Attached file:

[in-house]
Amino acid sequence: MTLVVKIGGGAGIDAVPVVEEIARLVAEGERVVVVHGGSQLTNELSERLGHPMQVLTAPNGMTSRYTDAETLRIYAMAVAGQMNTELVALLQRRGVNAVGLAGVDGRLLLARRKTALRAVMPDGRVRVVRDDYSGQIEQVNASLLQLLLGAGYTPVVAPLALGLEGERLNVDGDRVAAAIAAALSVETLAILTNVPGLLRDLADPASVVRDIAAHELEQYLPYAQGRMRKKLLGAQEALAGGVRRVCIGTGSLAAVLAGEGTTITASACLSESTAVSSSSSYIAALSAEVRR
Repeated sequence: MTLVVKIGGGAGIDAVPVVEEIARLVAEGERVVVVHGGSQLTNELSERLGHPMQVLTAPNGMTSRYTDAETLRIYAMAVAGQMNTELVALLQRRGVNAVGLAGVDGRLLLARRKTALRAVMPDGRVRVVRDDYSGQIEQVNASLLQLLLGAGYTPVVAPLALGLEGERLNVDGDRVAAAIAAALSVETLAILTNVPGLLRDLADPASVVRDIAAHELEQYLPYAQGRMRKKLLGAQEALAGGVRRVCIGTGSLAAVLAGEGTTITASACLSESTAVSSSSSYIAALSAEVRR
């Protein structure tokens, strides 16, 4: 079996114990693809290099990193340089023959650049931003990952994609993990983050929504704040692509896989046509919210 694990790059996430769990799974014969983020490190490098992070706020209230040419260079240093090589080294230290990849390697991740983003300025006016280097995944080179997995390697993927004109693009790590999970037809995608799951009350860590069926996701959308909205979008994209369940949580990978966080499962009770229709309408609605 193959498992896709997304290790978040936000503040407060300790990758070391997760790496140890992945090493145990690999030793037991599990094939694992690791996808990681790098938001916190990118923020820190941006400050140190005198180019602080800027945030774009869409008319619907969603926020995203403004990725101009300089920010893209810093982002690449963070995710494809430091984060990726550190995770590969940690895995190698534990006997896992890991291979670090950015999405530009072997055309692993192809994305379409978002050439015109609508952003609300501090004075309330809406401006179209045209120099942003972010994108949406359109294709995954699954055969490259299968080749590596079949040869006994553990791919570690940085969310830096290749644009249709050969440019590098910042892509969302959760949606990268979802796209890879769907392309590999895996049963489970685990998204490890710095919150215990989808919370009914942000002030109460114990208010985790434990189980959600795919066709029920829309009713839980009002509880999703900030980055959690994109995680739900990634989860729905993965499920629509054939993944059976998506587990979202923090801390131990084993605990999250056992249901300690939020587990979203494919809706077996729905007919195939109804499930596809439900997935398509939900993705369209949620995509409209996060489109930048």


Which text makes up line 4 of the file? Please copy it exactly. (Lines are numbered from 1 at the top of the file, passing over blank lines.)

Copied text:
């Protein structure tokens, strides 16, 4: 079996114990693809290099990193340089023959650049931003990952994609993990983050929504704040692509896989046509919210 694990790059996430769990799974014969983020490190490098992070706020209230040419260079240093090589080294230290990849390697991740983003300025006016280097995944080179997995390697993927004109693009790590999970037809995608799951009350860590069926996701959308909205979008994209369940949580990978966080499962009770229709309408609605 193959498992896709997304290790978040936000503040407060300790990758070391997760790496140890992945090493145990690999030793037991599990094939694992690791996808990681790098938001916190990118923020820190941006400050140190005198180019602080800027945030774009869409008319619907969603926020995203403004990725101009300089920010893209810093982002690449963070995710494809430091984060990726550190995770590969940690895995190698534990006997896992890991291979670090950015999405530009072997055309692993192809994305379409978002050439015109609508952003609300501090004075309330809406401006179209045209120099942003972010994108949406359109294709995954699954055969490259299968080749590596079949040869006994553990791919570690940085969310830096290749644009249709050969440019590098910042892509969302959760949606990268979802796209890879769907392309590999895996049963489970685990998204490890710095919150215990989808919370009914942000002030109460114990208010985790434990189980959600795919066709029920829309009713839980009002509880999703900030980055959690994109995680739900990634989860729905993965499920629509054939993944059976998506587990979202923090801390131990084993605990999250056992249901300690939020587990979203494919809706077996729905007919195939109804499930596809439900997935398509939900993705369209949620995509409209996060489109930048």